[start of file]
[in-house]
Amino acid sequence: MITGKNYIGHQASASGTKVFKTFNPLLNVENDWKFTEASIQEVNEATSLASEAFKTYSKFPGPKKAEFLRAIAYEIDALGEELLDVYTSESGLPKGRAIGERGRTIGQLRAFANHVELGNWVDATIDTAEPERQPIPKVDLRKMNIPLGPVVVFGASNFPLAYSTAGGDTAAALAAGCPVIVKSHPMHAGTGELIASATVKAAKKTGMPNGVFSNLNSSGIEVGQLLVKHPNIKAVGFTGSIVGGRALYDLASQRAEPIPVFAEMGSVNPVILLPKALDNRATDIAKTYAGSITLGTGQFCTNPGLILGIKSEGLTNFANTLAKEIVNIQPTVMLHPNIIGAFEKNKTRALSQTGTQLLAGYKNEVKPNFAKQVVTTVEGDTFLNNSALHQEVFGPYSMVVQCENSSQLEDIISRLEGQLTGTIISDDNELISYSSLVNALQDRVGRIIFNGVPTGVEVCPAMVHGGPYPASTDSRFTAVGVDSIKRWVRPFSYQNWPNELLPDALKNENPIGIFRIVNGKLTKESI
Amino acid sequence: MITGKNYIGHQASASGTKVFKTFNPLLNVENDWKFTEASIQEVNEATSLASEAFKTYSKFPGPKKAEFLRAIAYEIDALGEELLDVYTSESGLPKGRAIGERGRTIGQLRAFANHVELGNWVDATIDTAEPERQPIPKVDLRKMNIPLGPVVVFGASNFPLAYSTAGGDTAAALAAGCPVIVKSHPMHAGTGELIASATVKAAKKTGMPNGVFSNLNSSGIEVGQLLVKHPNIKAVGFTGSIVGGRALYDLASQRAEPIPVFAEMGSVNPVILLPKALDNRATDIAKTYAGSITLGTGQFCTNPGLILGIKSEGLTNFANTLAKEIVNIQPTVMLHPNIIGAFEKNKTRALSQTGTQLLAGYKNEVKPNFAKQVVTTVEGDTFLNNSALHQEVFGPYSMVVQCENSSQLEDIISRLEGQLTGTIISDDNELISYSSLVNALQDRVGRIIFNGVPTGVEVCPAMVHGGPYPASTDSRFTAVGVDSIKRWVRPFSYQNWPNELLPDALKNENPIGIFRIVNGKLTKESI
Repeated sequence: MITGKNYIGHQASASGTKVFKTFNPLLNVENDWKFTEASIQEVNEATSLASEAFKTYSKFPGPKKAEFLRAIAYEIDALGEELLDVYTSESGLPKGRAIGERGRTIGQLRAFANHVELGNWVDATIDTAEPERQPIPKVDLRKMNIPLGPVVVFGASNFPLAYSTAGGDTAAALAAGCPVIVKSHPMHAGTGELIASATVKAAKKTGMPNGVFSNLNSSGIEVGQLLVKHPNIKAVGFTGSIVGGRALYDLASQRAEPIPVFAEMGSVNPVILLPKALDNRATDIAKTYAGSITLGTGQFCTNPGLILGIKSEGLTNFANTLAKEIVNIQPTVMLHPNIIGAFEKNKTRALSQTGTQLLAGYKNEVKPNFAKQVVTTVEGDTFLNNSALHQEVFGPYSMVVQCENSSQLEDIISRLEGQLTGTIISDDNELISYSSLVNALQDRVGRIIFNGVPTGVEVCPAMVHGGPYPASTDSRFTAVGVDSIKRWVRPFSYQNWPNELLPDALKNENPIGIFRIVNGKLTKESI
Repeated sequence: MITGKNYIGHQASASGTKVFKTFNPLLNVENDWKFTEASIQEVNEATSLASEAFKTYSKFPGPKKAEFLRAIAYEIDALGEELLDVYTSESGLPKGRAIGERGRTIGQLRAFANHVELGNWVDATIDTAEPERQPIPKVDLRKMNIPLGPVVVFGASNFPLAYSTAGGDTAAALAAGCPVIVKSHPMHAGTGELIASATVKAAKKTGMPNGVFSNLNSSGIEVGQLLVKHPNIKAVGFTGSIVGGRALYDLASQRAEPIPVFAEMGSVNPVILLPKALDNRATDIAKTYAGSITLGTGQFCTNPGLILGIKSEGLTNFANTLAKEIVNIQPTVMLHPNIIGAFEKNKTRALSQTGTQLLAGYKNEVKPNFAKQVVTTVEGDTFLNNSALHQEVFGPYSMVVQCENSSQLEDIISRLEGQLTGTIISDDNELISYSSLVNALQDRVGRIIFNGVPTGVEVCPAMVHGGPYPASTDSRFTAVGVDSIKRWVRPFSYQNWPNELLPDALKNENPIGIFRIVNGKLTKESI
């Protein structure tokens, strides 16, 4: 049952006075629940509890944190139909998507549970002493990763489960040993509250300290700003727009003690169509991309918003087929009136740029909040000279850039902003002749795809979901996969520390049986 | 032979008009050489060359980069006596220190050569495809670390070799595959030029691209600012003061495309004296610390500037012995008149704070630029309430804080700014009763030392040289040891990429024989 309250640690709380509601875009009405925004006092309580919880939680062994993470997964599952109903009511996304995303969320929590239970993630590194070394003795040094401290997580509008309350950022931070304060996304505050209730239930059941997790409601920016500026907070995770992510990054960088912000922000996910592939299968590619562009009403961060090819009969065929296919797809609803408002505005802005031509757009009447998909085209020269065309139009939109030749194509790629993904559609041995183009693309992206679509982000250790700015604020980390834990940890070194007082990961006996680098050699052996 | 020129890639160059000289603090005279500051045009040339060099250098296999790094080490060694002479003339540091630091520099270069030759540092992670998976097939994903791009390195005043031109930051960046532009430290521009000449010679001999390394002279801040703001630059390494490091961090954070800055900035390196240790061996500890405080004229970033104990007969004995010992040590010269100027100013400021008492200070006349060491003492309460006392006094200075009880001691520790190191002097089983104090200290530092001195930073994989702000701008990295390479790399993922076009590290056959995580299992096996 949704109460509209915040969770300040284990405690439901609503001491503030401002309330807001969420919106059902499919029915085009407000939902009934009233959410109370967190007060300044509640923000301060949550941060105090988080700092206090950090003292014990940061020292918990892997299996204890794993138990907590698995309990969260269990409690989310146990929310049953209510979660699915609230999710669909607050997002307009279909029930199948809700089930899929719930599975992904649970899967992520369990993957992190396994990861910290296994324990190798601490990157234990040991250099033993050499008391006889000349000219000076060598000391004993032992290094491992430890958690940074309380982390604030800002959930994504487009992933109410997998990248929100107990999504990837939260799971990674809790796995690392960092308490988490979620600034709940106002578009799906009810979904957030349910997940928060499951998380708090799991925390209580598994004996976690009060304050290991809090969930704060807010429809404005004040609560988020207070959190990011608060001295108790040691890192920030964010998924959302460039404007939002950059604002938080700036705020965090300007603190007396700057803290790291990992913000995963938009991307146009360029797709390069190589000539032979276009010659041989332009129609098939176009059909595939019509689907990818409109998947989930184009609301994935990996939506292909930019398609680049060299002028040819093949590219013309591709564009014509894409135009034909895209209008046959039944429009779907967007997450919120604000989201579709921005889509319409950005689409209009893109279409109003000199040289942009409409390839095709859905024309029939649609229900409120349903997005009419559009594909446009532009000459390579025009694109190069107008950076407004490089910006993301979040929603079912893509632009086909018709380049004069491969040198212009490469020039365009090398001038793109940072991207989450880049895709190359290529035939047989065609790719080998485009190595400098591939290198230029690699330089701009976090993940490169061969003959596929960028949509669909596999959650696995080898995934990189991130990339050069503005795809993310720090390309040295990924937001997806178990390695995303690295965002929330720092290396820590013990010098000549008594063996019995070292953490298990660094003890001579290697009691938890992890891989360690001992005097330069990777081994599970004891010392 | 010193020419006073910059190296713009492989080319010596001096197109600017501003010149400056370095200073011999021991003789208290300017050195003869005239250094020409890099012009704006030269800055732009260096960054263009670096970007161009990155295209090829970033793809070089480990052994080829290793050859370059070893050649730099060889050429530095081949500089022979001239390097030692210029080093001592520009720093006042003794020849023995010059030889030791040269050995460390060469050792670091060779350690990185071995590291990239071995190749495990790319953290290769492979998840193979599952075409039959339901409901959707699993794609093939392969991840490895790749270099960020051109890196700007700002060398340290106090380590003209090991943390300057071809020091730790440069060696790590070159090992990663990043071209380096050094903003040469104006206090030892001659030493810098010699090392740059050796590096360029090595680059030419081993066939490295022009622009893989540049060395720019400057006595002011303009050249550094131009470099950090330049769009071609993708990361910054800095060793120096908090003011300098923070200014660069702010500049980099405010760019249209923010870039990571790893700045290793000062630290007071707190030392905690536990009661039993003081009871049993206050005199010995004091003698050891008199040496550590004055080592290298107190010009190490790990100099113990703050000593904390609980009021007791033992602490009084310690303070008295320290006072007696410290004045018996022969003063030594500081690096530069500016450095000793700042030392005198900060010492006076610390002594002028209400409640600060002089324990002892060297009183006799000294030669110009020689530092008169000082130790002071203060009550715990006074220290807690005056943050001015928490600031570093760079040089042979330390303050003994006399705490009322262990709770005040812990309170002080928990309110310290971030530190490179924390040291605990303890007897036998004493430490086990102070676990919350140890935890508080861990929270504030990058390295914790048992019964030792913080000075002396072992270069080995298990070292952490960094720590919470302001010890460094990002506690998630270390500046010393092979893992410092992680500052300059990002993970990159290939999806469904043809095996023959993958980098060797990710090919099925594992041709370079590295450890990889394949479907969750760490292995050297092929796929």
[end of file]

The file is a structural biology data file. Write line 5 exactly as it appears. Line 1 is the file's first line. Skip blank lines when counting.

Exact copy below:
Repeated sequence: MITGKNYIGHQASASGTKVFKTFNPLLNVENDWKFTEASIQEVNEATSLASEAFKTYSKFPGPKKAEFLRAIAYEIDALGEELLDVYTSESGLPKGRAIGERGRTIGQLRAFANHVELGNWVDATIDTAEPERQPIPKVDLRKMNIPLGPVVVFGASNFPLAYSTAGGDTAAALAAGCPVIVKSHPMHAGTGELIASATVKAAKKTGMPNGVFSNLNSSGIEVGQLLVKHPNIKAVGFTGSIVGGRALYDLASQRAEPIPVFAEMGSVNPVILLPKALDNRATDIAKTYAGSITLGTGQFCTNPGLILGIKSEGLTNFANTLAKEIVNIQPTVMLHPNIIGAFEKNKTRALSQTGTQLLAGYKNEVKPNFAKQVVTTVEGDTFLNNSALHQEVFGPYSMVVQCENSSQLEDIISRLEGQLTGTIISDDNELISYSSLVNALQDRVGRIIFNGVPTGVEVCPAMVHGGPYPASTDSRFTAVGVDSIKRWVRPFSYQNWPNELLPDALKNENPIGIFRIVNGKLTKESI